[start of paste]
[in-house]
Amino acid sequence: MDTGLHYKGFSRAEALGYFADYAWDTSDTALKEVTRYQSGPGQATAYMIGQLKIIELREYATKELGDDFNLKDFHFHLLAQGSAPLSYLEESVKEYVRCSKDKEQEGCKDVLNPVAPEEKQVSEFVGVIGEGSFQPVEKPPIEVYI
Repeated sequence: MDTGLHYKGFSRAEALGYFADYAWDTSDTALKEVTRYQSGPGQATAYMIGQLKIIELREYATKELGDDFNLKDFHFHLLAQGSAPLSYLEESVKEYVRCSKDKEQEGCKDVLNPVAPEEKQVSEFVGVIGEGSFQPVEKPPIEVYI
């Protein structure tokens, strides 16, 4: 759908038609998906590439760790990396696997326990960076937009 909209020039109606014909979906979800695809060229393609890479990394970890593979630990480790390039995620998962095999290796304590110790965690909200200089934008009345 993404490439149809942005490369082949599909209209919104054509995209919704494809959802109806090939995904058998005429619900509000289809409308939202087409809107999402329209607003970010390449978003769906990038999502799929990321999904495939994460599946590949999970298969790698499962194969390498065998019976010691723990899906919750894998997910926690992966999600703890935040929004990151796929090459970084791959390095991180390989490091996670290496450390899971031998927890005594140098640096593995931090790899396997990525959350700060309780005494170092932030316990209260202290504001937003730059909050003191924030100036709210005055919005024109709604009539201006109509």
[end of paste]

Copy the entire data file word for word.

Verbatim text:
[in-house]
Amino acid sequence: MDTGLHYKGFSRAEALGYFADYAWDTSDTALKEVTRYQSGPGQATAYMIGQLKIIELREYATKELGDDFNLKDFHFHLLAQGSAPLSYLEESVKEYVRCSKDKEQEGCKDVLNPVAPEEKQVSEFVGVIGEGSFQPVEKPPIEVYI
Repeated sequence: MDTGLHYKGFSRAEALGYFADYAWDTSDTALKEVTRYQSGPGQATAYMIGQLKIIELREYATKELGDDFNLKDFHFHLLAQGSAPLSYLEESVKEYVRCSKDKEQEGCKDVLNPVAPEEKQVSEFVGVIGEGSFQPVEKPPIEVYI
């Protein structure tokens, strides 16, 4: 759908038609998906590439760790990396696997326990960076937009 909209020039109606014909979906979800695809060229393609890479990394970890593979630990480790390039995620998962095999290796304590110790965690909200200089934008009345 993404490439149809942005490369082949599909209209919104054509995209919704494809959802109806090939995904058998005429619900509000289809409308939202087409809107999402329209607003970010390449978003769906990038999502799929990321999904495939994460599946590949999970298969790698499962194969390498065998019976010691723990899906919750894998997910926690992966999600703890935040929004990151796929090459970084791959390095991180390989490091996670290496450390899971031998927890005594140098640096593995931090790899396997990525959350700060309780005494170092932030316990209260202290504001937003730059909050003191924030100036709210005055919005024109709604009539201006109509």